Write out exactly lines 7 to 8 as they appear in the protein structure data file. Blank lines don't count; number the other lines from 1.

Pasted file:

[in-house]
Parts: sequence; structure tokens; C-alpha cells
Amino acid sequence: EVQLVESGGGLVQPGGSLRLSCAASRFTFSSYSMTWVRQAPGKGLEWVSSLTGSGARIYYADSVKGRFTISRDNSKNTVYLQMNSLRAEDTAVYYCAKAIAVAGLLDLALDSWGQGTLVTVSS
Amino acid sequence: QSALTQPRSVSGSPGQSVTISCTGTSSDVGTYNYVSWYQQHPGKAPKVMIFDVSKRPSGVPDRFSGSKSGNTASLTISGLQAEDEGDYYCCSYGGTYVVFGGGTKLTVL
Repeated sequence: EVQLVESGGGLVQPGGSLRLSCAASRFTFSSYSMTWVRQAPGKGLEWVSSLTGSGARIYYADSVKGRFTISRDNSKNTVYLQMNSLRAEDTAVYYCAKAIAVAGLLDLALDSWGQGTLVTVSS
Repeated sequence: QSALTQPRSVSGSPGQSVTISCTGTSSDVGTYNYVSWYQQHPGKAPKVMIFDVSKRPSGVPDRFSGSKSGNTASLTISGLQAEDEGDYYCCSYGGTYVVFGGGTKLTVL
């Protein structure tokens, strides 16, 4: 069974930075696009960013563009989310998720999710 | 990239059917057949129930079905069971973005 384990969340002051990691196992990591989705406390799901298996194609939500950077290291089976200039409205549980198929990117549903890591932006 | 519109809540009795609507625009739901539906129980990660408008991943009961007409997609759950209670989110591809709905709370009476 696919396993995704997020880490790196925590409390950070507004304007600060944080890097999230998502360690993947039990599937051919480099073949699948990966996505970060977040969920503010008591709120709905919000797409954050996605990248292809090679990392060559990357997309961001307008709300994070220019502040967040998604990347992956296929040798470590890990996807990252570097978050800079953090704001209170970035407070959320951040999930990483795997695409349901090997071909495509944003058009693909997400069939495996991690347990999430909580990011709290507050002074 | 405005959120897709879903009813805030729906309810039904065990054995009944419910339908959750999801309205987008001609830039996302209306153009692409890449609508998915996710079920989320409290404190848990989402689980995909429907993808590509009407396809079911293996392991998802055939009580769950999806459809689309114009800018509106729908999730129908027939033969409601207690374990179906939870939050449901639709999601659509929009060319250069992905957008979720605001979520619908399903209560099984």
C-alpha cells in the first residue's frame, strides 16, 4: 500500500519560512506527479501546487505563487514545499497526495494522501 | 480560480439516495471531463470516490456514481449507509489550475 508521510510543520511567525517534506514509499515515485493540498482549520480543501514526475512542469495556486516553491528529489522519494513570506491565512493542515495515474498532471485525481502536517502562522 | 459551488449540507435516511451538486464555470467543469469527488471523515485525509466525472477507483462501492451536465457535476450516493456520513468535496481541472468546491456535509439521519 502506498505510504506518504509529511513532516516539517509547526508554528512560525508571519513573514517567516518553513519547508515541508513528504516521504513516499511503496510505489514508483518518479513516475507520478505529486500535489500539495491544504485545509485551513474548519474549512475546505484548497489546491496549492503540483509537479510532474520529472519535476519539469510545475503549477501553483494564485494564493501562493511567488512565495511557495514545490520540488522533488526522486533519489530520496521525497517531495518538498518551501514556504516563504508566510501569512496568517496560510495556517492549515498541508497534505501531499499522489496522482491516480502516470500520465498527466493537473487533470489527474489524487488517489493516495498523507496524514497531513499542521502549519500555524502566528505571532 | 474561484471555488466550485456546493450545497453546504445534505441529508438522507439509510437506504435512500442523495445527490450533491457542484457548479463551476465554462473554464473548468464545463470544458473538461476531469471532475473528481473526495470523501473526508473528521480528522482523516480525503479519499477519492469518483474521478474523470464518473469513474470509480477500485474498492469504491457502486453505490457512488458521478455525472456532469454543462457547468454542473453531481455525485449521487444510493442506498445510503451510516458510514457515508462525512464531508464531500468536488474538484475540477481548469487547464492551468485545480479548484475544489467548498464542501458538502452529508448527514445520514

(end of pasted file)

């Protein structure tokens, strides 16, 4: 069974930075696009960013563009989310998720999710 | 990239059917057949129930079905069971973005 384990969340002051990691196992990591989705406390799901298996194609939500950077290291089976200039409205549980198929990117549903890591932006 | 519109809540009795609507625009739901539906129980990660408008991943009961007409997609759950209670989110591809709905709370009476 696919396993995704997020880490790196925590409390950070507004304007600060944080890097999230998502360690993947039990599937051919480099073949699948990966996505970060977040969920503010008591709120709905919000797409954050996605990248292809090679990392060559990357997309961001307008709300994070220019502040967040998604990347992956296929040798470590890990996807990252570097978050800079953090704001209170970035407070959320951040999930990483795997695409349901090997071909495509944003058009693909997400069939495996991690347990999430909580990011709290507050002074 | 405005959120897709879903009813805030729906309810039904065990054995009944419910339908959750999801309205987008001609830039996302209306153009692409890449609508998915996710079920989320409290404190848990989402689980995909429907993808590509009407396809079911293996392991998802055939009580769950999806459809689309114009800018509106729908999730129908027939033969409601207690374990179906939870939050449901639709999601659509929009060319250069992905957008979720605001979520619908399903209560099984």
C-alpha cells in the first residue's frame, strides 16, 4: 500500500519560512506527479501546487505563487514545499497526495494522501 | 480560480439516495471531463470516490456514481449507509489550475 508521510510543520511567525517534506514509499515515485493540498482549520480543501514526475512542469495556486516553491528529489522519494513570506491565512493542515495515474498532471485525481502536517502562522 | 459551488449540507435516511451538486464555470467543469469527488471523515485525509466525472477507483462501492451536465457535476450516493456520513468535496481541472468546491456535509439521519 502506498505510504506518504509529511513532516516539517509547526508554528512560525508571519513573514517567516518553513519547508515541508513528504516521504513516499511503496510505489514508483518518479513516475507520478505529486500535489500539495491544504485545509485551513474548519474549512475546505484548497489546491496549492503540483509537479510532474520529472519535476519539469510545475503549477501553483494564485494564493501562493511567488512565495511557495514545490520540488522533488526522486533519489530520496521525497517531495518538498518551501514556504516563504508566510501569512496568517496560510495556517492549515498541508497534505501531499499522489496522482491516480502516470500520465498527466493537473487533470489527474489524487488517489493516495498523507496524514497531513499542521502549519500555524502566528505571532 | 474561484471555488466550485456546493450545497453546504445534505441529508438522507439509510437506504435512500442523495445527490450533491457542484457548479463551476465554462473554464473548468464545463470544458473538461476531469471532475473528481473526495470523501473526508473528521480528522482523516480525503479519499477519492469518483474521478474523470464518473469513474470509480477500485474498492469504491457502486453505490457512488458521478455525472456532469454543462457547468454542473453531481455525485449521487444510493442506498445510503451510516458510514457515508462525512464531508464531500468536488474538484475540477481548469487547464492551468485545480479548484475544489467548498464542501458538502452529508448527514445520514